In this scenario, mite stops being pronounced as [miːt], and starts being pronounced as [məit]. So now, you don’t have an [iː] vowel in English any more: the sequence goes [aː, ɛː, eː, əi]. To fix that gap, what used to be [eː] turns into [iː]: meet now shifts from [meːt] to [miːt]. And then meat [mɛːt] changes to [meːt], to address the absence of an [eː]. And then mate changes from [maːt] to [mɛːt], to make up for the absence of an [ɛː].
And now you’re missing an [aː] sound in English, but hey, what do you want from me. /ar/ has ended up addressing that gap, in any case.
It sounds a lot less sensible—people changing vowels not for some communicative need, but to fit some bizarre arrangement along a trapezoid that only linguists have heard of. But it does seem to fit the facts better.
For example, New Zealand English is having a merry old vowel chain shift of its own happening right now.
And where did it start? Why, with the vowel shift that is the most stereotypically associated with New Zuhluhnd Unglush. The other vowels that have shifted, you actually have to talk to Kiwis to be aware of.
And what is the vowel shuhft thet uz the most stereotuhpically essociated wuth New Zuhluhnd Unglush?
/i/ > /ɨ/.
Remember? mite stops being pronounced as [miːt], and starts being pronounced as [məit]. New Zealand English is doing the same chain shift, only with short vowels.
If you’re detecting change with your eyes: New vocabulary, then semantic shifts in existing words, then syntax — particularly syntax of individual words. fun became an adjective within my lifetime.
If you’re detecting change with your ears: all of the above, then maybe phonetics. But sound change is slower, socially and generationally stratified, and geographically uneven: most people don’t realise it even if they’re in the middle of it.
Pragmatics, phonology and morphology are much slower moving, though of course they change too.
That the same changes happen, again and again, from language to language to language. The same grammaticalisations; the same sound changes; the same semantic changes; the same syntactic changes; the same metaphors.
Which is little to do with Universal Grammar, and a lot to do with universals of cognition and articulation.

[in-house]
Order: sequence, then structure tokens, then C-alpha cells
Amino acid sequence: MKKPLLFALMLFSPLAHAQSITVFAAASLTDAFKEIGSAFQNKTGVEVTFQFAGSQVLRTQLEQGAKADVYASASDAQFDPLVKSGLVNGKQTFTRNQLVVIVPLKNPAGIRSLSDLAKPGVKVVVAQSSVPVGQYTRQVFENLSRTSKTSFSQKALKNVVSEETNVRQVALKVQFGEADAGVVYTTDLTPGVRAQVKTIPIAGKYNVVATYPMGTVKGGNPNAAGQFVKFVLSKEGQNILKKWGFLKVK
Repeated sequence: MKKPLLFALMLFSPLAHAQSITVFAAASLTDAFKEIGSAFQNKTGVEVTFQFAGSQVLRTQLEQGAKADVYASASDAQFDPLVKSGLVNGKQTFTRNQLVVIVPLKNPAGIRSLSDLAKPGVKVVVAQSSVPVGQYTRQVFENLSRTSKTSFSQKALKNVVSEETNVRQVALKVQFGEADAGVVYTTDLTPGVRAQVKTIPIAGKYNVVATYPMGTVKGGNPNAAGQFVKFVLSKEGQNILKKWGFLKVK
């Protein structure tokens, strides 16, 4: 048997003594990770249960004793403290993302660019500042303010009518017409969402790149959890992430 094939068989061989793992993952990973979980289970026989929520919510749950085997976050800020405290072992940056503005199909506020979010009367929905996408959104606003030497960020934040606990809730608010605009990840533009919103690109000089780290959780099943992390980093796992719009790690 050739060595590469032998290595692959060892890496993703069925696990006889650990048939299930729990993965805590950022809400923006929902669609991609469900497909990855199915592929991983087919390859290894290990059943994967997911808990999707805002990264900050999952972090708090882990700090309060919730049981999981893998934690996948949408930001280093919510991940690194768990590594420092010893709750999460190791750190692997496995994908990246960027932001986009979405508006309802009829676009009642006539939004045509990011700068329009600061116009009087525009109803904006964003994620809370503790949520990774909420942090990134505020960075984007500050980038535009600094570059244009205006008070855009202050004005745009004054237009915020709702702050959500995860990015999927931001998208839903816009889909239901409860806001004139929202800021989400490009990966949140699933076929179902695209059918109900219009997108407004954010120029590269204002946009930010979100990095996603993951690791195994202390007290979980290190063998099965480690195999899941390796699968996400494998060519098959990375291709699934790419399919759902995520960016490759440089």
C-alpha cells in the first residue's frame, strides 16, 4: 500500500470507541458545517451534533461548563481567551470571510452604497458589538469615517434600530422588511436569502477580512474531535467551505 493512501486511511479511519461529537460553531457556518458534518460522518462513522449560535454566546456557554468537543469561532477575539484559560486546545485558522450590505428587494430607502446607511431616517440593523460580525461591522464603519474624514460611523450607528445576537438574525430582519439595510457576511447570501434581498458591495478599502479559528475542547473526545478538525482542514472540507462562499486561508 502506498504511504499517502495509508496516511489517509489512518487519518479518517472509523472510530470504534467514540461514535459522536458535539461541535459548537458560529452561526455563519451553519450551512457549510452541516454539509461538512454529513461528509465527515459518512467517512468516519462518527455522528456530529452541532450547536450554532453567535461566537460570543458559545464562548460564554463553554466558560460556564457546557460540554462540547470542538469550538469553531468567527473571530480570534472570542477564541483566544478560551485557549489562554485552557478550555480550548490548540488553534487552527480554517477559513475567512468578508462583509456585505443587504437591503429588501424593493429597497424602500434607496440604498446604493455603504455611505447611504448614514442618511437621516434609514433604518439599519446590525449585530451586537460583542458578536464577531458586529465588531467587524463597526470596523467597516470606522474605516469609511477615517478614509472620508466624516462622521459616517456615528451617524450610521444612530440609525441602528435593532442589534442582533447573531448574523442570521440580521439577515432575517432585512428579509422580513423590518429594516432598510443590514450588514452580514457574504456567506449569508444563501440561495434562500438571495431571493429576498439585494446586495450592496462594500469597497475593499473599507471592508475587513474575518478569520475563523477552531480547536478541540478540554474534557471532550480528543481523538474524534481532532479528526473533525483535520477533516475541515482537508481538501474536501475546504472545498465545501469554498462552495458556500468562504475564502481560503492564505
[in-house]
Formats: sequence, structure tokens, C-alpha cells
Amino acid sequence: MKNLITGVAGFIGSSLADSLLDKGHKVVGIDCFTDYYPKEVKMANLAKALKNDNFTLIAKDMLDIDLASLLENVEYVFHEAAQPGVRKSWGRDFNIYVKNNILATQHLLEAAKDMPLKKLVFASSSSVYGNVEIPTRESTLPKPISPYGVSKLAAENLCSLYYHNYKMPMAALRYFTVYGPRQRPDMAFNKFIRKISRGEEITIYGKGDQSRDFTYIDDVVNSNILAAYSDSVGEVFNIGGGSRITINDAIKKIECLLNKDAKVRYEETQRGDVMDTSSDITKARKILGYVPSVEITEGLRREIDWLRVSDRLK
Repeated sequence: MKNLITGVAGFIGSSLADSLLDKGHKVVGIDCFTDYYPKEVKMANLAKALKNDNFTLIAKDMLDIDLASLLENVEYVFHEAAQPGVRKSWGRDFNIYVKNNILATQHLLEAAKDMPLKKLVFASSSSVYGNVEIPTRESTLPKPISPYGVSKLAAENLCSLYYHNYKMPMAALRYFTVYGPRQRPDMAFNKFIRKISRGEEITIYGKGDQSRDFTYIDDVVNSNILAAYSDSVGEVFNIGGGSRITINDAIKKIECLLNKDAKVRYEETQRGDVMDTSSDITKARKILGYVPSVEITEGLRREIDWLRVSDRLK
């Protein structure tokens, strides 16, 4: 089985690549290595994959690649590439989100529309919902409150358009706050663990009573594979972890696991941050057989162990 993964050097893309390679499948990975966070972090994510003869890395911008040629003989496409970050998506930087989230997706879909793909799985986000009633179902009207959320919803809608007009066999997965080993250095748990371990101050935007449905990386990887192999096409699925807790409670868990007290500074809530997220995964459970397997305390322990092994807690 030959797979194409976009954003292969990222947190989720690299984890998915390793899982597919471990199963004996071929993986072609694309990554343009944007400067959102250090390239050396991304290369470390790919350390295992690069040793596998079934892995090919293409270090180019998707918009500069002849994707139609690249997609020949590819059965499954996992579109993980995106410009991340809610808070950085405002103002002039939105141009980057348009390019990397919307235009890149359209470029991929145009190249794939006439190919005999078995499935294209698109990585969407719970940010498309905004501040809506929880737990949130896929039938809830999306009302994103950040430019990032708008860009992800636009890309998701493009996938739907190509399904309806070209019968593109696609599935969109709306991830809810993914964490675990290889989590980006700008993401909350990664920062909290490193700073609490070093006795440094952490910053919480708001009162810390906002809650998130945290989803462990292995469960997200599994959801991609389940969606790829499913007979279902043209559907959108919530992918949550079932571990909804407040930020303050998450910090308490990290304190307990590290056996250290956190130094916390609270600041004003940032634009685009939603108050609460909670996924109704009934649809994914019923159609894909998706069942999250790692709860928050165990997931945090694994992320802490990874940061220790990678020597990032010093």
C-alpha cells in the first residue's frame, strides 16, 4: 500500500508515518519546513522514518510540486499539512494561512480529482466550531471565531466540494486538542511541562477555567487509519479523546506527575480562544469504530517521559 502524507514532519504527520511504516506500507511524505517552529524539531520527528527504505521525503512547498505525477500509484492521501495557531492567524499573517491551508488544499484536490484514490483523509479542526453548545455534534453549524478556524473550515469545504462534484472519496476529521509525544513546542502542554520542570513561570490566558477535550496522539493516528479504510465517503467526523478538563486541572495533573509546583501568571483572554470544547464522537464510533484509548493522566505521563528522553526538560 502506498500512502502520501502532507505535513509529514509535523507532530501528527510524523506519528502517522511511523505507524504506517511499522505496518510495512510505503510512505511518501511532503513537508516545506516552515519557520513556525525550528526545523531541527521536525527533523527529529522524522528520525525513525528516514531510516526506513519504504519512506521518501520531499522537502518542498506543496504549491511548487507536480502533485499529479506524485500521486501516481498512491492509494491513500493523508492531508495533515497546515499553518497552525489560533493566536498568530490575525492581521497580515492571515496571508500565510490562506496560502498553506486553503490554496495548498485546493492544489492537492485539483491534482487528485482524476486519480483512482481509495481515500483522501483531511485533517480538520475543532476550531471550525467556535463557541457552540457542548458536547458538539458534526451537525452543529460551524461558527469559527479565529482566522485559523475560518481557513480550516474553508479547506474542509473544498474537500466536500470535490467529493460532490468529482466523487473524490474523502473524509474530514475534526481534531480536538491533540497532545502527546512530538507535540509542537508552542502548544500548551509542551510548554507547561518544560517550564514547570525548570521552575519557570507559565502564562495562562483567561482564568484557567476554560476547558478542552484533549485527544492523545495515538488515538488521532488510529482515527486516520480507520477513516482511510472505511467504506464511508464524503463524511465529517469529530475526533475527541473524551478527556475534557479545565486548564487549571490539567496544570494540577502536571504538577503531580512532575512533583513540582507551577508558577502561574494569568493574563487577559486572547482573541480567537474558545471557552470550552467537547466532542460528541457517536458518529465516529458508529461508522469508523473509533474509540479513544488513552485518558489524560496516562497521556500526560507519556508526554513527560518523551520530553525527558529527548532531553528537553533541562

I’ll echo others on Wiktionary: it has astounding range.
For ancient Greek, don’t bother with Liddell-Scott: its etymologies are antiquated. Check both Chantraine and Frisk. Both are under copyright, and I can neither confirm nor deny that both are available at a reputable academic archiv al org anisation.
We are served quite well for later stages of Greek. For contemporary Greek, I go to the Triantafyllidis dictionary by default, because it is online.
From Nişanyan’s etymological dictionary of Turkish, and زور – Wiktionary , zor came into Turkish (and thence Greek) from Persian, not Arabic. And lots of languages either side of Persian and Turkish have picked it up.
A single word for all uses of ζόρι in Greek, that Dimitris Sotiropoulos lists in his answer? No, but “force” covers most of them.
From the Triantafyllidis dictionary:
- Application of relatively large amount of strength on something [force]
- Exercise of violence or pressure on someone, compulsion; typically in the expression “with the ~” (“by force”) [force]
- Of difficulties, inconvenience, which demand particularly intense effort. “The job has/needs much ~. I have great ~, I suffer much ~: I am under pressure”. [pressure, travails, difficulty]
The expression Dimitris brought up, “do you have a zori with me”, is not accounted for in that definition; the English equivalent is “do you have a problem with me? What’s your problem with me?”
A question of this profundity deserves a well-considered, thoughtful evaluation.
Such as that given in Episode 3, Series 4 of Epic Rap Battles of History:
The YouTube audience assessment, FWIW, seems to have weighed towards Thor.